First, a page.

Suzanne’s book gives support and information for women to reclaim, honor and champion their nature, and she has included a Man Guide in every chapter to help partners, sons, brothers and fathers understand Her Journey. Helping men understand the continuous female cycle of building and taking apart that is the nest of nature, birth and nurture to our species may temper the old and untrue story of women as weak or inferior.  On a different front, the heroine of “Zero Dark Thirty” embodies the truth of Woman as Warrior, using intelligence, beauty, determination, guile, deep studiousness, finesse and creativity instead of brawn, muscle and force, to accomplish her most idealistic goals. She is truly a magnificent unsung hero!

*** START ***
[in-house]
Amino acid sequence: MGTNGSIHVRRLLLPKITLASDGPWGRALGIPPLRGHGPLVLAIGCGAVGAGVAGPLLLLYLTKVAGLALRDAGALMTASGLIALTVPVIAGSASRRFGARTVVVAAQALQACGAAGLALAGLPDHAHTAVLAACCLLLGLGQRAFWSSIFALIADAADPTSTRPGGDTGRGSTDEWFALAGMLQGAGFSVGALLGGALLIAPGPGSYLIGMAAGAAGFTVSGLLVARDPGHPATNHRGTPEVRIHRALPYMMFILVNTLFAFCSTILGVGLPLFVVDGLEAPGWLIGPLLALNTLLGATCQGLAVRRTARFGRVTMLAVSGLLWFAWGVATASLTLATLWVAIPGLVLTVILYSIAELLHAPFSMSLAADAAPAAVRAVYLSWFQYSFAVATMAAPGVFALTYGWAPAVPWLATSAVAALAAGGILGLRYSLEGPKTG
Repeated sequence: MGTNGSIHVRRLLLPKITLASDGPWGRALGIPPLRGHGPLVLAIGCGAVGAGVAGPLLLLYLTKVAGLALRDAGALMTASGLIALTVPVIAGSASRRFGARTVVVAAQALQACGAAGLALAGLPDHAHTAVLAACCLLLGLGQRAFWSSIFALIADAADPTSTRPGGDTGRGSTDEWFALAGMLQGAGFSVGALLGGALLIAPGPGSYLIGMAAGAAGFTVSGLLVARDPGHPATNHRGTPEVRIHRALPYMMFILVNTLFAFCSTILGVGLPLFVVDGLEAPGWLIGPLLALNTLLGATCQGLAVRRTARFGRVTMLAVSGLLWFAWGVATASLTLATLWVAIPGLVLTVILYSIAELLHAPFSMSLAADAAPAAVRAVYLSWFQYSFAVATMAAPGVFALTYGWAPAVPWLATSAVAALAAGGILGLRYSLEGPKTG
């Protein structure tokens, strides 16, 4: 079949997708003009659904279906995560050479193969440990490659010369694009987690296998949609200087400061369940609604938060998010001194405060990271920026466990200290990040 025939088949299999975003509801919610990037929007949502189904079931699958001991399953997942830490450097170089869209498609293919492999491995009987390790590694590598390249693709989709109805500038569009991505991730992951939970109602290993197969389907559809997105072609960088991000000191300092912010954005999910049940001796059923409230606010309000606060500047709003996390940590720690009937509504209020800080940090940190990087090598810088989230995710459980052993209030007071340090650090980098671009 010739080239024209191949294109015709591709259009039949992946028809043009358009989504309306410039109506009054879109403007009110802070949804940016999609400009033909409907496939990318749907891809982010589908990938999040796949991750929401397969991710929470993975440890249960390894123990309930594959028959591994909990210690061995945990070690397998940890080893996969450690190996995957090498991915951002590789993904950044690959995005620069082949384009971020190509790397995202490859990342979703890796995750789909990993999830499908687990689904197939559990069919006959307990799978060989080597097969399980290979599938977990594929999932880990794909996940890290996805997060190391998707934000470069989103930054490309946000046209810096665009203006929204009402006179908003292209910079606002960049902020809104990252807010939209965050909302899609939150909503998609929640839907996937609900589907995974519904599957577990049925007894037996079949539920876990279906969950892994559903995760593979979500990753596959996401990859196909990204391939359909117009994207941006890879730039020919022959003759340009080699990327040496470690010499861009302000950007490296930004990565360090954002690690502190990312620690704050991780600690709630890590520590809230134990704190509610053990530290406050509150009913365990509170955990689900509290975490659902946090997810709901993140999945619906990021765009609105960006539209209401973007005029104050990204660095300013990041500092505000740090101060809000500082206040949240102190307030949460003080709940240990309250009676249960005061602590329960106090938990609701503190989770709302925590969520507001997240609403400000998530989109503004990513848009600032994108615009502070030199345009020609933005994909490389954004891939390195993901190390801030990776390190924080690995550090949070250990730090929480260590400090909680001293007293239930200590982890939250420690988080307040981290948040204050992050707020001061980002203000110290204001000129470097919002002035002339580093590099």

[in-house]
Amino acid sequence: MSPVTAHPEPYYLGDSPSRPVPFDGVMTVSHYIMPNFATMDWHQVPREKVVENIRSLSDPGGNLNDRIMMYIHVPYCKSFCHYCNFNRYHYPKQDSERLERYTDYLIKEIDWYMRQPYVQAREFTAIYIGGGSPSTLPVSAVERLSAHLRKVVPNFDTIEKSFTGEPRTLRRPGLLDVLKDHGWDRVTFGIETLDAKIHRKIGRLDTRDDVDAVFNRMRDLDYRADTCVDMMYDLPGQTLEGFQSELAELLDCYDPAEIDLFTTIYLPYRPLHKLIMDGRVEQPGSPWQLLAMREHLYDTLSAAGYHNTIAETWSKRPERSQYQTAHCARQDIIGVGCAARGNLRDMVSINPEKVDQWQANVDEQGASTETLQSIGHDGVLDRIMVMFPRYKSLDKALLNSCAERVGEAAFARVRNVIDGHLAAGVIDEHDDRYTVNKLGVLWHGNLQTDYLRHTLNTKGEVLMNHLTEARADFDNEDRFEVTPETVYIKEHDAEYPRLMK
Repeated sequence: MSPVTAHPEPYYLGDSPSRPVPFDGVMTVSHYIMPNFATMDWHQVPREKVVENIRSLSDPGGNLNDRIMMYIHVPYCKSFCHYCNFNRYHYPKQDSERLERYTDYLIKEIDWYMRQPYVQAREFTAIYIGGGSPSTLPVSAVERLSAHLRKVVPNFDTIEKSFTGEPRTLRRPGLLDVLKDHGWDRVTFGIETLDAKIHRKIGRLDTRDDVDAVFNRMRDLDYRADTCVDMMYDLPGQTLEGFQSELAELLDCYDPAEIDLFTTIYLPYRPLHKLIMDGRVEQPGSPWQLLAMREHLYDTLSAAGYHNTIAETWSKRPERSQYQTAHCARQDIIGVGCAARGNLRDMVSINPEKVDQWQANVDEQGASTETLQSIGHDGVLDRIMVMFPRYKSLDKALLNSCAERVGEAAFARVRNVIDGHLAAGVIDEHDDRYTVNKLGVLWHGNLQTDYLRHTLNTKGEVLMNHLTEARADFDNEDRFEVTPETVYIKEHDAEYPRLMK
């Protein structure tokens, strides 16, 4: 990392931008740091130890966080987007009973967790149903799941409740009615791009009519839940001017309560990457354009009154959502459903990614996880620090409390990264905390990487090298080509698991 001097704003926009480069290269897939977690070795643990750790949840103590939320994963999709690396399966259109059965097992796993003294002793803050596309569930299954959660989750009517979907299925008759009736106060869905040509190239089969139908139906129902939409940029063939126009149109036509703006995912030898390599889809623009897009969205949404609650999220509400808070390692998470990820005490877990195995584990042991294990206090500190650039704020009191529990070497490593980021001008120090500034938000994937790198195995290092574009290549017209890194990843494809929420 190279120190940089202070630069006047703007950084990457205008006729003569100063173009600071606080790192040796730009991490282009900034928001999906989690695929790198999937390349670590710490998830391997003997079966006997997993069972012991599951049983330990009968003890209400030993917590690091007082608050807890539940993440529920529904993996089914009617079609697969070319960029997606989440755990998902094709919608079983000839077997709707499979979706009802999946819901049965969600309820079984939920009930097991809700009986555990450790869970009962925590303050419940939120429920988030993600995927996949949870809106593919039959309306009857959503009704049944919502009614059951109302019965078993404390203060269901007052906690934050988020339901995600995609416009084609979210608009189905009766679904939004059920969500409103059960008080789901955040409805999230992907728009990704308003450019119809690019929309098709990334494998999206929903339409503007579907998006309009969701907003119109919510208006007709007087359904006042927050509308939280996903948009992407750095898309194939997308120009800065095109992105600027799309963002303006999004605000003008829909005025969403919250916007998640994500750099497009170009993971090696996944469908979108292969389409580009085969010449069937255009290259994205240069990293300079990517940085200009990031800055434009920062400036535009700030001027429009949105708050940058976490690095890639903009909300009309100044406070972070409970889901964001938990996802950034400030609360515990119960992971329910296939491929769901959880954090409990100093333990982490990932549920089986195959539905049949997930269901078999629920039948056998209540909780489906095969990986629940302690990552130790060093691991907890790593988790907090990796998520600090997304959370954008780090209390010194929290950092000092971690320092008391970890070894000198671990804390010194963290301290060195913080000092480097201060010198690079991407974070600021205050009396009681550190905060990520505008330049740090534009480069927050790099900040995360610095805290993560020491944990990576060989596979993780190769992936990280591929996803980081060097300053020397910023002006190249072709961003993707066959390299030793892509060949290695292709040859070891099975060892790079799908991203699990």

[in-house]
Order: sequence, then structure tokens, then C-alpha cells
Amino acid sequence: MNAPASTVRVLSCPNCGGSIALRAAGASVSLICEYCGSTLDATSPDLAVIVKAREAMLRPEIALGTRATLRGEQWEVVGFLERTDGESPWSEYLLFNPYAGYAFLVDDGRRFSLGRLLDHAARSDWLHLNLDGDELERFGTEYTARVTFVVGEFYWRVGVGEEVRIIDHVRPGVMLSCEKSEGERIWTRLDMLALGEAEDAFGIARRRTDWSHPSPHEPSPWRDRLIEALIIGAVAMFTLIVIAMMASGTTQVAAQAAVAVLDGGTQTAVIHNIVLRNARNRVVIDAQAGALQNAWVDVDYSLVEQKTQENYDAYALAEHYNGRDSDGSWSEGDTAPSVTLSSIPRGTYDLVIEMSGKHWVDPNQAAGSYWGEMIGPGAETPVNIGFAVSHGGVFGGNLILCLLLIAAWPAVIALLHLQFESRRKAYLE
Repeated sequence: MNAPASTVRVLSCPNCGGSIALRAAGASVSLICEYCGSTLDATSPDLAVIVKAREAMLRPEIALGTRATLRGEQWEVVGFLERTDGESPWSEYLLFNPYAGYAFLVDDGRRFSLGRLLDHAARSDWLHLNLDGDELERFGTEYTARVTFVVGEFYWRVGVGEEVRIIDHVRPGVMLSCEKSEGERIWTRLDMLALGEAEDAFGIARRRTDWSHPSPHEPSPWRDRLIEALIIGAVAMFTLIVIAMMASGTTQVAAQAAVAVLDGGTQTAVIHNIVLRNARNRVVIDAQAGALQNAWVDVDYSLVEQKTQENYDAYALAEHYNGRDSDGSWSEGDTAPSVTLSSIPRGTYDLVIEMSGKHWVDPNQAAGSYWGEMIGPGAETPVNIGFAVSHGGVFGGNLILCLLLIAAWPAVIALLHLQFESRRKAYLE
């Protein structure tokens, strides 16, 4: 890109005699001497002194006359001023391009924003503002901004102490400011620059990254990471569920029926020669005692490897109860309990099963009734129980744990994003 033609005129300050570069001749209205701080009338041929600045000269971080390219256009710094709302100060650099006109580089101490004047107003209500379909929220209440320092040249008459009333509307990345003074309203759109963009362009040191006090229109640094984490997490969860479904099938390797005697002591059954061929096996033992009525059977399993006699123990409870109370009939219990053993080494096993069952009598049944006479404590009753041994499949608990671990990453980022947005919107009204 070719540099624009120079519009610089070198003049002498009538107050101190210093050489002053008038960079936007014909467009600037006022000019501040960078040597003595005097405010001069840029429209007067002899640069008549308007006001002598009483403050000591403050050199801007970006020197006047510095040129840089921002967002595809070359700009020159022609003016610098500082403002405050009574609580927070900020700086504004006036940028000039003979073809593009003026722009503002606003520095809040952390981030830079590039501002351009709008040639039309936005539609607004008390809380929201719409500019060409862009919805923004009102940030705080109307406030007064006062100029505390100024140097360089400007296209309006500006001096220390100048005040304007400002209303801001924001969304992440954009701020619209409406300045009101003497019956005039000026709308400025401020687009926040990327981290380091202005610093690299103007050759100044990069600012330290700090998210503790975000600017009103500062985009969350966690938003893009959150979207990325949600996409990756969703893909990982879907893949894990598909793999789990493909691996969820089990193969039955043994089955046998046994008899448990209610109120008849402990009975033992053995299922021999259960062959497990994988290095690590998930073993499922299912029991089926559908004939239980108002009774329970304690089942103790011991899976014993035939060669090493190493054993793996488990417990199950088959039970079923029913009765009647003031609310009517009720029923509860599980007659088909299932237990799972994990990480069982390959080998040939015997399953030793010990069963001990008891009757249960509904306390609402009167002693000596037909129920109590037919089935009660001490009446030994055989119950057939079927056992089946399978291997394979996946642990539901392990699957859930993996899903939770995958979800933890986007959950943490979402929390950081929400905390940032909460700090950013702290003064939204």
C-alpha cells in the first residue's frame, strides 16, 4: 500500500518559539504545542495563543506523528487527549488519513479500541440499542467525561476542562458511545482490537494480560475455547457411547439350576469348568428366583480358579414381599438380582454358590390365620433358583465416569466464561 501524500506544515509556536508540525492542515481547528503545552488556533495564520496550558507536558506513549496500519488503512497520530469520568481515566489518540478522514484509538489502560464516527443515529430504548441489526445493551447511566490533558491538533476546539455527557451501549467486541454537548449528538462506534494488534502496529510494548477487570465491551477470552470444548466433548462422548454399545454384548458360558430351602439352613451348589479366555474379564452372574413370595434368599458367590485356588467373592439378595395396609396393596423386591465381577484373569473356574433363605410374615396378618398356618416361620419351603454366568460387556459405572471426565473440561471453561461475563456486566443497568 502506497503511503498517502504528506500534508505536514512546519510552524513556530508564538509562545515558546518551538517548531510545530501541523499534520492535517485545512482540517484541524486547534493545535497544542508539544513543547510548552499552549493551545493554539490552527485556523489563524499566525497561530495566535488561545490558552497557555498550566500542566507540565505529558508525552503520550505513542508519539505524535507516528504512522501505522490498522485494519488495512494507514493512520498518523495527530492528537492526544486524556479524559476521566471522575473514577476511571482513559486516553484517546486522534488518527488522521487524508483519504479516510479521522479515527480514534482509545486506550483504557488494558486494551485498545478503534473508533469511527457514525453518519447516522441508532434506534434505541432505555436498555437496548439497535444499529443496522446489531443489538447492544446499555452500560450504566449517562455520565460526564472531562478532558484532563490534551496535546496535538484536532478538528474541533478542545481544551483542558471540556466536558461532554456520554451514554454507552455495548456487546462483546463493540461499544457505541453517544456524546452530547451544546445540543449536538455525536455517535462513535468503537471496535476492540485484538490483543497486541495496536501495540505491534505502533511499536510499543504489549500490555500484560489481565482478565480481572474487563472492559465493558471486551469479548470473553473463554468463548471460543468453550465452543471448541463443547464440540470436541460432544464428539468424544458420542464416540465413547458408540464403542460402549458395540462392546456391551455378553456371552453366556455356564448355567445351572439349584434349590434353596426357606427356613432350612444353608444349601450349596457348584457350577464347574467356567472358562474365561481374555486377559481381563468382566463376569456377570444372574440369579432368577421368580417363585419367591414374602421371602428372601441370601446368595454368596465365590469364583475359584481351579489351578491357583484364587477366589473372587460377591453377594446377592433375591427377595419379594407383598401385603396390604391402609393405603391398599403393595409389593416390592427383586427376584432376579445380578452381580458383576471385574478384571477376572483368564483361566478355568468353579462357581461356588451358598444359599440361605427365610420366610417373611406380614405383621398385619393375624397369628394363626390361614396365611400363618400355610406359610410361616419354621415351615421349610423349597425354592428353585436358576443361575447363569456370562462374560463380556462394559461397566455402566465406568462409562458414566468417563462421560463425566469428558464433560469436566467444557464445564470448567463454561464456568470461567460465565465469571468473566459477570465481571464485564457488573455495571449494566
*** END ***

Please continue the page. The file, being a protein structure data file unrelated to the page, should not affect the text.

Better stories and better understanding are paths to healing and recapturing our respect for women, and thereby for reverence, respect and replenishment of Mother Earth. To restore peace and balance to our world we need both male and female energy, not one or the other but both equal and true.  I hope you will read “Four Seasons in Four Weeks” and look beyond the obvious story to the positive message of feminine power in “Zero Dark Thirty.”  Please add your thoughts to the discussion of these ideas.

Catie Faryl
January 15, 2013

Chasing Ice and Climate Change